Also most of the trucking companies updated their fleet like a year or so ago so the drop in orders was expected since these are long-lived assets

Winston Churchill's picture

Just awaiting the Tesla 18 wheeler.
0-60 in three days,battery lasts two.

Kprime's picture

the battery lasts two days?  maybe, but the downside is the battery takes up 85% of the allowable trailer load.

de3de8's picture

Definitely part of this equation, keeping pre-emission trucks on road longer than past. Urea cost alone a significant add, not to mention maintenance nightmare of current spec trucks.

The Bell Rang's picture


xyzcracker's picture

They all bought new trucks 2 years ago.

Hungman's picture

Yes every trucking company in the nation decided 2014 was the year to buy trucks. It has nothing to do with the horrible economy or the fact that no one is buying anything or that 2014 was this cycles peak.

ajkreider's picture

I thnk he means that 2014 was the height of the fracking boom.  And all those trucks were needed to haul sand and fluid.  Now they are being retasked.  I'm guessing that if you tried, you could have figured that out on your own.

RealistDuJour's picture

So... How's that Baltic Dry Index doing?  Ignore the man behind the curtain? 

Winston Churchill's picture

Marching back to its 2008 high of 15k.
Just a tad below 700.

silverer's picture

Just looked at the curve. Up, but flattening. Will be interesting to see the trend from here.

Berspankme's picture

Trucking companies should just pronounce themselves GREEN, talk about batteries and act like Elon Musk. Maybe they can get welfare too like Musk

Professorlocknload's picture

You could put a hell of a wide screen tv on a self driving semi muskmobile,,,,Harry Potter in 3D.

silverer's picture

The whole trucking industry is suffering from a number of ills that weren't present just a few short years ago. The main issue is the regulatory environment, resulting in an increased cost of running trucks. Also, the newest heavy trucks, in plain English, suck. The best trucks were built 10-15 years ago. Ask any heavy truck diesel mechanic. Overcooked emissions systems have compromised reliability and longevity. When I talk to drivers, they mostly say "not a good occupation to go into anymore".

rz the 1st's picture

The increase in .gov regs is a large problem, to be sure.

The new fancy emission systems are not designed for short haul capability.

You have to be able to get them hot, and keep them that way to be effective in keeping the systems from having to be re-genned constantly.

A lot of the short haul guys I know are getting their ECMs fiddled and just being rid of the load of crap.

The ones I've had a chance to talk to report better power, better mileage, better driving experience.

Of course, your big fleets are stuck with the dodgy systems, crappy mileage, and near constant maintainence.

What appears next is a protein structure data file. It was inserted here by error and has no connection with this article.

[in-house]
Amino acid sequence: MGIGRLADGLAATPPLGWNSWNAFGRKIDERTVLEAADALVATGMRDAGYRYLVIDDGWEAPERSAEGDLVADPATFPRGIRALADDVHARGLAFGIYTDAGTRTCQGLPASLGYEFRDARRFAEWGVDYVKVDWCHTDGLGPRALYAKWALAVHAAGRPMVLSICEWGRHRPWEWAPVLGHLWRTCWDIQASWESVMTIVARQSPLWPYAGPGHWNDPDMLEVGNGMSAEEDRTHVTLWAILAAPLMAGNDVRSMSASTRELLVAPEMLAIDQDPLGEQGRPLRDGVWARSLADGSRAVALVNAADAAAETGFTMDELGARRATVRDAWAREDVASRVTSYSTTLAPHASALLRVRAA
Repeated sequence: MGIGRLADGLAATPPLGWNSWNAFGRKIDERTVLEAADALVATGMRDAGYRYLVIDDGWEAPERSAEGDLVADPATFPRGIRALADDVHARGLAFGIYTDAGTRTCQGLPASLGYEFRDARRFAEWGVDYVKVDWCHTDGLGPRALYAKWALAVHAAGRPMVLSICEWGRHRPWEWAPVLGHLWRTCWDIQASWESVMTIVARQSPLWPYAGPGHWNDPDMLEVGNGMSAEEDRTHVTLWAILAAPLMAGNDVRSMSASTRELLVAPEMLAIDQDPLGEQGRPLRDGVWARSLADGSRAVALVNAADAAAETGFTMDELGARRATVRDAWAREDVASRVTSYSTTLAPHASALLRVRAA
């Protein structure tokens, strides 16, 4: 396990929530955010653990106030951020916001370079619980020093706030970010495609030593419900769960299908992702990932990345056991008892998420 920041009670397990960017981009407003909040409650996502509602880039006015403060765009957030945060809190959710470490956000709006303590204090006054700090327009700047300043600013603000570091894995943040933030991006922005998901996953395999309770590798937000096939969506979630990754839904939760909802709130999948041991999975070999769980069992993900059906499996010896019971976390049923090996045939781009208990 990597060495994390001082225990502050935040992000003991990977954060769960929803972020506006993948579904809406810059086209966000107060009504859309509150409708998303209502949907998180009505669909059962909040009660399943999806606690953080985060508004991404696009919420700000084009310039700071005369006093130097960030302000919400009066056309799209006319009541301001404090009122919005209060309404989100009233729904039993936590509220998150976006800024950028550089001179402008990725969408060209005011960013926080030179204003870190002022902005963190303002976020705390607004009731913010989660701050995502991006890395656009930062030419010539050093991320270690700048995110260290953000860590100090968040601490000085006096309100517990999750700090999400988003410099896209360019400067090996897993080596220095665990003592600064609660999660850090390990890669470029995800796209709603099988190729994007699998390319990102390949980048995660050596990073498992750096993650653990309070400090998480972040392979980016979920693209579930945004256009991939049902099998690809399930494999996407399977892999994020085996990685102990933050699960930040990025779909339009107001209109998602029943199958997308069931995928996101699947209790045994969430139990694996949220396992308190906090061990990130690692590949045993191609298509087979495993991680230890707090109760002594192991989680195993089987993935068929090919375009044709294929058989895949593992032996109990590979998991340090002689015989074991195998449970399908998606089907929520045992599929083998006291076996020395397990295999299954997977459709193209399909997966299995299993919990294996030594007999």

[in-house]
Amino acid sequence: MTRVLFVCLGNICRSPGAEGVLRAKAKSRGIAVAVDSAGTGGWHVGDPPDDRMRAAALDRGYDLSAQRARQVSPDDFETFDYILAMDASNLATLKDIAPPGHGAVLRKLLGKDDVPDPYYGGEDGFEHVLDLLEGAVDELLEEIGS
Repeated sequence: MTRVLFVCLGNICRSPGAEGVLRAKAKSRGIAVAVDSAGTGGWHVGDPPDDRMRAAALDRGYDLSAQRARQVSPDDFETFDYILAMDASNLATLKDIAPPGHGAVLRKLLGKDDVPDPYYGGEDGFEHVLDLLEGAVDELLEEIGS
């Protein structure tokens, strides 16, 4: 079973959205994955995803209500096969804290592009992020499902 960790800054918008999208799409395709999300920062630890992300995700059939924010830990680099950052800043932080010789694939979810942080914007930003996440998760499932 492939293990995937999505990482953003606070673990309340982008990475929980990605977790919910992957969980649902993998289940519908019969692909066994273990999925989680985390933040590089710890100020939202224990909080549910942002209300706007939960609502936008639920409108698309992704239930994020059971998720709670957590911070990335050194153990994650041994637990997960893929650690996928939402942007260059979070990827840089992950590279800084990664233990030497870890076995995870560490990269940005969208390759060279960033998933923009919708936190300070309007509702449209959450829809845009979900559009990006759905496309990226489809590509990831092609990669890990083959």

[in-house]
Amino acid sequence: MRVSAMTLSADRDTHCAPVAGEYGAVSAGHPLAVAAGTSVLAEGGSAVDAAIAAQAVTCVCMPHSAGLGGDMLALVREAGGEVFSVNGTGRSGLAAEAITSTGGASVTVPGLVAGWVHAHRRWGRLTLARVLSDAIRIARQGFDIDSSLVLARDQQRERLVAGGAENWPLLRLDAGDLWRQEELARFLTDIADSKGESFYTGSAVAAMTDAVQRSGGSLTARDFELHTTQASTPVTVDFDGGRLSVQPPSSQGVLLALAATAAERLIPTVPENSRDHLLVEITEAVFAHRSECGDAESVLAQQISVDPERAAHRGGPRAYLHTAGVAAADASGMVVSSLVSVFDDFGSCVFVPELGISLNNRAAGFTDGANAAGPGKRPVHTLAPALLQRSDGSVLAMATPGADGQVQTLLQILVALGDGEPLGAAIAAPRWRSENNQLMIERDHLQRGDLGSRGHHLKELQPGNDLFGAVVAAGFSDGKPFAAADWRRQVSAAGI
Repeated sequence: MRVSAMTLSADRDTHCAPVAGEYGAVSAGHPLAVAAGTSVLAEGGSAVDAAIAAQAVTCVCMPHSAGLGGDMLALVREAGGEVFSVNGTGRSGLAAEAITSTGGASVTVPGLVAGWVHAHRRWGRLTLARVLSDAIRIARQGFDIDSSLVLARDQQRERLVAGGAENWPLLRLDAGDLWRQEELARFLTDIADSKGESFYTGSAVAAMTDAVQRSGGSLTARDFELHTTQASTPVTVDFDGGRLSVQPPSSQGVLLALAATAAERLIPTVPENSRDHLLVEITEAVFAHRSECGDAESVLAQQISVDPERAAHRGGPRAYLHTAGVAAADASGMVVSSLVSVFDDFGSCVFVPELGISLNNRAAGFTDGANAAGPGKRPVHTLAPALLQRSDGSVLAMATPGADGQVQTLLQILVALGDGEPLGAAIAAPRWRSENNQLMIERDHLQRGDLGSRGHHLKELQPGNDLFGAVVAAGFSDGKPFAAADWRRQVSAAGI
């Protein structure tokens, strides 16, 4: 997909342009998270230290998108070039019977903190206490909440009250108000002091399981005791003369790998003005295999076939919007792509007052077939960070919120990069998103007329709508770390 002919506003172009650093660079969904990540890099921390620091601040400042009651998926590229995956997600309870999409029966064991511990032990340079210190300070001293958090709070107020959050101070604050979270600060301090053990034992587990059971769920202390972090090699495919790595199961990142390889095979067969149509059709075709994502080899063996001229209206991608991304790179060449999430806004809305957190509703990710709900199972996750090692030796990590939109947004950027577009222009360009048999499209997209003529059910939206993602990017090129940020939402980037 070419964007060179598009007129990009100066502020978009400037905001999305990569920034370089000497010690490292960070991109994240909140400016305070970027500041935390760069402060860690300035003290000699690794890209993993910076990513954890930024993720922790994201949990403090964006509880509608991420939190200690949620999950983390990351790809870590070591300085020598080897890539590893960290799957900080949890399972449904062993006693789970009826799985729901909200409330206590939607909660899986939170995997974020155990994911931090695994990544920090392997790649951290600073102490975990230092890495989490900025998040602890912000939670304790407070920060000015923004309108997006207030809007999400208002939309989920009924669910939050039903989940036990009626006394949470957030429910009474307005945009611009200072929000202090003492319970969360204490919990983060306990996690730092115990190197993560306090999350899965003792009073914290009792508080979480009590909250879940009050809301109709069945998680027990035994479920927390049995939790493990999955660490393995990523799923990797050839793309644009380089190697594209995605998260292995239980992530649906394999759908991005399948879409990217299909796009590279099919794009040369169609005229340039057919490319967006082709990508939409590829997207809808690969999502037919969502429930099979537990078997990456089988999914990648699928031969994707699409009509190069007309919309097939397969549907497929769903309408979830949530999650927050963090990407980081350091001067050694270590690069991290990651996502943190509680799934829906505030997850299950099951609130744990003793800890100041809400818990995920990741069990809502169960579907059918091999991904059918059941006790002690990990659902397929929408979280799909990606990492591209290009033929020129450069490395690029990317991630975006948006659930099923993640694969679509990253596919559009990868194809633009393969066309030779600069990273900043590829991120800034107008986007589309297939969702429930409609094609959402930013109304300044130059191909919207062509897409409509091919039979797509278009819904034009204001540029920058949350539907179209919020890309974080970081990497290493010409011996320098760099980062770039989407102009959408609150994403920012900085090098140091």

Which is OK by me, seeing how I work in a dealership.

If I would ever be bitten with the bug to go truckin' (not likely)

I'd buy me a '99 FLD, tear it down to the rails, rebuild it all, replace all the wiring, put a million miles on it, and get the hell out of the business.

Oh yeah, I'd never set foot in California, either. the stories I hear coming out of there are horrendous.

Keep stackin..... 

Youri Carma's picture

Heavy Truck Orders Plunge To Lowest Since 2010 while: "Going forward, we expect the shift towards trucking from intermodal rail to continue."

Truck traffic, their team notes, is up 5.5% year-over-year as of May, giving the impression of a solid expansion in the U.S.

"Keep this in mind when using either index as a stand-alone measure of economic activity!" conclude the analysts. "Neither is painting a clear picture."

"We can say quite confidently that relative shifts between intermodal rail and truck tonnage are in large part driven by changes in oil prices," wrote the analysts.

FROM: Why Warren Buffett's Favorite Indicator Isn't Giving an Accurate Read of the U.S. Economy - The oil crash changed the calculus for freight


Lufthansa Sees Air Freight Yields in ‘Landslide’ Drop on Glut

“At the moment we have great problems in air freight, in Germany as well as across Europe,” Peter Gerber, who heads Lufthansa’s cargo operations, said late Monday at a briefing in Frankfurt.

Global growth has slowed, and global trade no longer grows faster than economic activity.

Persian Gulf carriers keep adding capacity although it does not pay off, and capacity growth currently is three times greater than demand growth.”

Delta Leads Airline Drop After Passenger Revenue Gauge Weakens

Cathay Pacific’s Slump Makes Singapore Airlines Look Good: Chart

SimpleJackBlack's picture
SimpleJackBlack (not verified) Jul 7, 2016 4:16 AM

Who the hell wants to order a heavy truck anyways.